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Arctic Wolf: XDR Before XDR

If you’ve been exploring your cybersecurity options recently, you’ve probably come across the concept of Extended Detection and Response, or XDR.

XDR as a solution has generated a lot of buzz recently as a more comprehensive approach to threat detection, but how it differs from other common solutions may be somewhat confusing to the layperson.

Let’s take a brief look at what XDR is, what it is not, and how Arctic Wolf answers the question “are you XDR?” 

What is XDR?  

As an emerging technology there is still some debate among vendors about what the actual definition of XDR is, with some vendors even offering varying explanations of the acronym itself. Some product vendors define XDR as “cross detection and response,” where others see the X as a variable and define the acronym as any or all Detection and Response. The most common definition however is based around the idea of XDR being eXtended Detection and Response.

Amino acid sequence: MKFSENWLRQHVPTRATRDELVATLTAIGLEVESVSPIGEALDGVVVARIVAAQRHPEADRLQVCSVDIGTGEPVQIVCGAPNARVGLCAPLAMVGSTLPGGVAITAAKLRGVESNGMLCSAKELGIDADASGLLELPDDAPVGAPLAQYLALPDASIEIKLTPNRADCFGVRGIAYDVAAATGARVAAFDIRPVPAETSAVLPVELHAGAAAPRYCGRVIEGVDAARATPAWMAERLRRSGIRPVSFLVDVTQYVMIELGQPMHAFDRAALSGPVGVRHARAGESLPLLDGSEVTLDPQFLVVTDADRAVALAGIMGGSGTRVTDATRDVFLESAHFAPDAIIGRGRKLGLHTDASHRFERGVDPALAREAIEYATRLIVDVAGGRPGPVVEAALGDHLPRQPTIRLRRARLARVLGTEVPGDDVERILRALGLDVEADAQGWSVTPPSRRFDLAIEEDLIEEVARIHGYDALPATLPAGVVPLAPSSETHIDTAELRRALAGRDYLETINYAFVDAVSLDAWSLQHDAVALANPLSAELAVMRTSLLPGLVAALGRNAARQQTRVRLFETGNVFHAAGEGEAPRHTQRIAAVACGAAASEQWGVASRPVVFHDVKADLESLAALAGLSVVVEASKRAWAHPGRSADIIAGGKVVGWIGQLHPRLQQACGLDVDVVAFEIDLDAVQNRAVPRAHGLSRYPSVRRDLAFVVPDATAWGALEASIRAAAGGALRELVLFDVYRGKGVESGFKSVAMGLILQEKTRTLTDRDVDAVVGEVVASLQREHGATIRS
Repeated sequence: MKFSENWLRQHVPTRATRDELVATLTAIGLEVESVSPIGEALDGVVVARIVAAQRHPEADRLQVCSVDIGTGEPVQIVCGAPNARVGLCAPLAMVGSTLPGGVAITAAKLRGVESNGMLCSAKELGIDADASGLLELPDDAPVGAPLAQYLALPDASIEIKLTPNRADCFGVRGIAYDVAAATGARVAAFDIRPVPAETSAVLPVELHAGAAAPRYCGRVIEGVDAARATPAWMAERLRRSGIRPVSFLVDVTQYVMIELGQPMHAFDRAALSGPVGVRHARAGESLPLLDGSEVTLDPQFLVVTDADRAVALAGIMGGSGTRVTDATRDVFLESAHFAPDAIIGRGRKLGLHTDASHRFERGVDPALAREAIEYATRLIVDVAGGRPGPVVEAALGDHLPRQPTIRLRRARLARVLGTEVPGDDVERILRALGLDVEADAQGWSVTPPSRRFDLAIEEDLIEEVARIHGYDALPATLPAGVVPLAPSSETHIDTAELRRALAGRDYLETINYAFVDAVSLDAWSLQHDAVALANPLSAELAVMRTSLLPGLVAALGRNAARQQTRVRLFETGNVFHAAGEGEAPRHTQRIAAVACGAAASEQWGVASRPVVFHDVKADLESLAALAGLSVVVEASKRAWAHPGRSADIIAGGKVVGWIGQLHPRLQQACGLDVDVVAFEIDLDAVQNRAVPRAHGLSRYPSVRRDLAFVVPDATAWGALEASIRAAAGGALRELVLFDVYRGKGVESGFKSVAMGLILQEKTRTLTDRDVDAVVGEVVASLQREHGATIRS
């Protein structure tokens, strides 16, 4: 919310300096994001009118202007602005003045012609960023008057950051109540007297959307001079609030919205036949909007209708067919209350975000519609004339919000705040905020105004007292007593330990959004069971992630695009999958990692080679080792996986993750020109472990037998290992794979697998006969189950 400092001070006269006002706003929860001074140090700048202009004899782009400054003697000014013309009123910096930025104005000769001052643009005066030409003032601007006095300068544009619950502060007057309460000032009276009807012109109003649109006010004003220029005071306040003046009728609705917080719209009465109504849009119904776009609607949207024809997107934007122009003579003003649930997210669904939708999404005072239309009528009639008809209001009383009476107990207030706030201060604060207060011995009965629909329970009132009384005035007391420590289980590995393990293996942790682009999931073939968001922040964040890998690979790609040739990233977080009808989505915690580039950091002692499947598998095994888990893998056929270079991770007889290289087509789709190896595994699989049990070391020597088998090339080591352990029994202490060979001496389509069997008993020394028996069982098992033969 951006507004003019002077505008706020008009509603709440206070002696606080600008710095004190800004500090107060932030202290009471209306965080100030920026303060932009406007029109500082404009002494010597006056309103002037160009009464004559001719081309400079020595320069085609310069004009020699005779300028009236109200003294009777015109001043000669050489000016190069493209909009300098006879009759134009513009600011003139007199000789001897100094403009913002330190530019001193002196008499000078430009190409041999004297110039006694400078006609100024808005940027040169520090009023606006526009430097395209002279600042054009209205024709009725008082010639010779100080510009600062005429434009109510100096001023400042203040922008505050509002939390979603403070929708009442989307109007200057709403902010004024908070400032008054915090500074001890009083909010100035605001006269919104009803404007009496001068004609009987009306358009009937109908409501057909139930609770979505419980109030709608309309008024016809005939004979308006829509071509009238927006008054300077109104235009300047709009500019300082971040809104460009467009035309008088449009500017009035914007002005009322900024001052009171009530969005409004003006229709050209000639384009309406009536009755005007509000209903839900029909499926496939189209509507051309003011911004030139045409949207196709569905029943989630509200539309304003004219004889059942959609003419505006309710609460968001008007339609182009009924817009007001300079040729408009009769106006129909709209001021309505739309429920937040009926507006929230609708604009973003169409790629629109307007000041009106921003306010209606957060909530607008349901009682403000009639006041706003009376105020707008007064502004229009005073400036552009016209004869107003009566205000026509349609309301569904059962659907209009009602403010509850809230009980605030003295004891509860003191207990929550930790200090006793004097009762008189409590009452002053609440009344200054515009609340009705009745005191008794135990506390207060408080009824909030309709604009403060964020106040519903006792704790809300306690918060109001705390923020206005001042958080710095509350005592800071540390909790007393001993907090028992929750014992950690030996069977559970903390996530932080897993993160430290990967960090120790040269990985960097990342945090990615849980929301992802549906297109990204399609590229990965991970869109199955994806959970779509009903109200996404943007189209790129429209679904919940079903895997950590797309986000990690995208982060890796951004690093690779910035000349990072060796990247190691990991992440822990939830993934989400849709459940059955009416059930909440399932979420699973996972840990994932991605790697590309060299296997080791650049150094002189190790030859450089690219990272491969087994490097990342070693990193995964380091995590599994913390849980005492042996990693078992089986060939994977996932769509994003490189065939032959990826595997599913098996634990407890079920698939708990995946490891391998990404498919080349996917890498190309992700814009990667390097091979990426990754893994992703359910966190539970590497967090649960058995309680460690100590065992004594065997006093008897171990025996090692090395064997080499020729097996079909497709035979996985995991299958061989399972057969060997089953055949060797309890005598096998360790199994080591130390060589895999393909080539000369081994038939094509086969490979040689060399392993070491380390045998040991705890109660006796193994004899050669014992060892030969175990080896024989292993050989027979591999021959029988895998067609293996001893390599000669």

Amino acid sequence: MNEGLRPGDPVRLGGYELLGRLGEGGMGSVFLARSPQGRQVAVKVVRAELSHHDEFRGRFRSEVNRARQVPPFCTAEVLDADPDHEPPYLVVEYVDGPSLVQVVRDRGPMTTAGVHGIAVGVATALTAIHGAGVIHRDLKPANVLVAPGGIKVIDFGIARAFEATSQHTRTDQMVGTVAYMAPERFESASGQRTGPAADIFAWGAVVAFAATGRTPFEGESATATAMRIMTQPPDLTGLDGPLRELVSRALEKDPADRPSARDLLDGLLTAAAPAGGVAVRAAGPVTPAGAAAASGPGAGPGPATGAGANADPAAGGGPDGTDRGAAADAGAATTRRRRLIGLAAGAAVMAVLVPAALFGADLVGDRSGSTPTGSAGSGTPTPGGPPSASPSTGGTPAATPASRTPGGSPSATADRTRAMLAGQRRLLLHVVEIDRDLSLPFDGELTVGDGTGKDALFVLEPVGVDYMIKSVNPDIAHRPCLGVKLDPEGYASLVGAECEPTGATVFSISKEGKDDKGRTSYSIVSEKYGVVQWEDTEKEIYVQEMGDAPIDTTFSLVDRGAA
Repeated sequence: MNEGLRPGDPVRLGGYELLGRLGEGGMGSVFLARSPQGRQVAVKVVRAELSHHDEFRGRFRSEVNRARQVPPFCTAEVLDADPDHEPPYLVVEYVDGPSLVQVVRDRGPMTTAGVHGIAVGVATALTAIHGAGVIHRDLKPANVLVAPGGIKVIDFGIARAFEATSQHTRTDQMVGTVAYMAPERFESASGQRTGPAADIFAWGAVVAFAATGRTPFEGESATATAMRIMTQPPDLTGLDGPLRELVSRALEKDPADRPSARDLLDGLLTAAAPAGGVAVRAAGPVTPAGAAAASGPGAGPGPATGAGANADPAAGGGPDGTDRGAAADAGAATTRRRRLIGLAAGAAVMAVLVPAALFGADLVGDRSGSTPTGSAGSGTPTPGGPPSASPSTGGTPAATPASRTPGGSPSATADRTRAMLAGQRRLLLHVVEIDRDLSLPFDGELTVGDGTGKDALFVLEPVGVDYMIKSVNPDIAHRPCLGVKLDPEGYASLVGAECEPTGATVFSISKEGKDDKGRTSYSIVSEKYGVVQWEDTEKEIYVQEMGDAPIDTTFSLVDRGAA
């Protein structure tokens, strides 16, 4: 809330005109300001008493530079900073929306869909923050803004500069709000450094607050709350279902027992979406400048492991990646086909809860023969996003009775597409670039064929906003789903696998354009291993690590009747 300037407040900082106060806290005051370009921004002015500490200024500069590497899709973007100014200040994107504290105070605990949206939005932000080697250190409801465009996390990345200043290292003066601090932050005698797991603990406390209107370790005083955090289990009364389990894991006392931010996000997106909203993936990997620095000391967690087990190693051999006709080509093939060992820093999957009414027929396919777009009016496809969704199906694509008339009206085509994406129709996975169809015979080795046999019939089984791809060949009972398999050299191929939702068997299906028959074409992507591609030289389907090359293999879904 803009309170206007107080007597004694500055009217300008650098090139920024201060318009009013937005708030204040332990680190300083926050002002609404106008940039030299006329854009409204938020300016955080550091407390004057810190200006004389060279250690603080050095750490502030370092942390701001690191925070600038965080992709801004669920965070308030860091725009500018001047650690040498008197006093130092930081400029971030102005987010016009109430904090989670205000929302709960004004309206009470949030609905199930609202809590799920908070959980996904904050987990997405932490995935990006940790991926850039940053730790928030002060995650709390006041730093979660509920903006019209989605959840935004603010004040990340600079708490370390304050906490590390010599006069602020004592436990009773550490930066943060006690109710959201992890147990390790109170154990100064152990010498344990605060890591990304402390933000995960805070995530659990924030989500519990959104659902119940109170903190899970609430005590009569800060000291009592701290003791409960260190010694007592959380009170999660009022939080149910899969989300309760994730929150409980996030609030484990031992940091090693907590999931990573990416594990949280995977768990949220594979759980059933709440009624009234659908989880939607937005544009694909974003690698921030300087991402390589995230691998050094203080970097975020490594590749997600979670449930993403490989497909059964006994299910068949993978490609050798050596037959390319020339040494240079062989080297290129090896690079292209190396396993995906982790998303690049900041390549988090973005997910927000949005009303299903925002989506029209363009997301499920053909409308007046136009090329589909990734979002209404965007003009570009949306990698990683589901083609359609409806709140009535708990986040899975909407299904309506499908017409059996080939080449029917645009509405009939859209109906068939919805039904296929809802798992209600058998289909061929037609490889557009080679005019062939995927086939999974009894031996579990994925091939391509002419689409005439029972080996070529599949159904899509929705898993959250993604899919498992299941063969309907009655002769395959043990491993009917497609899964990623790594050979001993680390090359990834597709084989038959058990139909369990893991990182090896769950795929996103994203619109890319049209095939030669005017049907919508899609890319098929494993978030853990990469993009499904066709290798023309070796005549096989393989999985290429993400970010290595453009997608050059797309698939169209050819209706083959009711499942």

The key word then is rooted in “Extended” and taking detection and response beyond a single source to telemetry.  

The advantage of an XDR solution is that it monitors data from multiple layers of your business’s infrastructure to identify and respond to potential threats.

In the past, many cybersecurity solutions have been more specialized, with a close focus on specific areas of your operations. While often effective, that approach tends to create data silos that can leave your environment exposed to more sophisticated, multi-pronged attacks. To combat this, the emphasis was placed on analysts to collect and correlate data from these data silos to tell the full story of a potential compromise. This worked in theory but lead to operational bottlenecks when attempting to respond to a threat.

Analysts were tasked with learning and tuning multiple products, moving between consoles, collecting data from varying sources, and then trying to piece disjointed data together in a useful manner. The tools did what they were designed to do, but certainly didn’t make the analyst’s job any easier.  

Security analysts in a data center. An abundance of screens and complexity.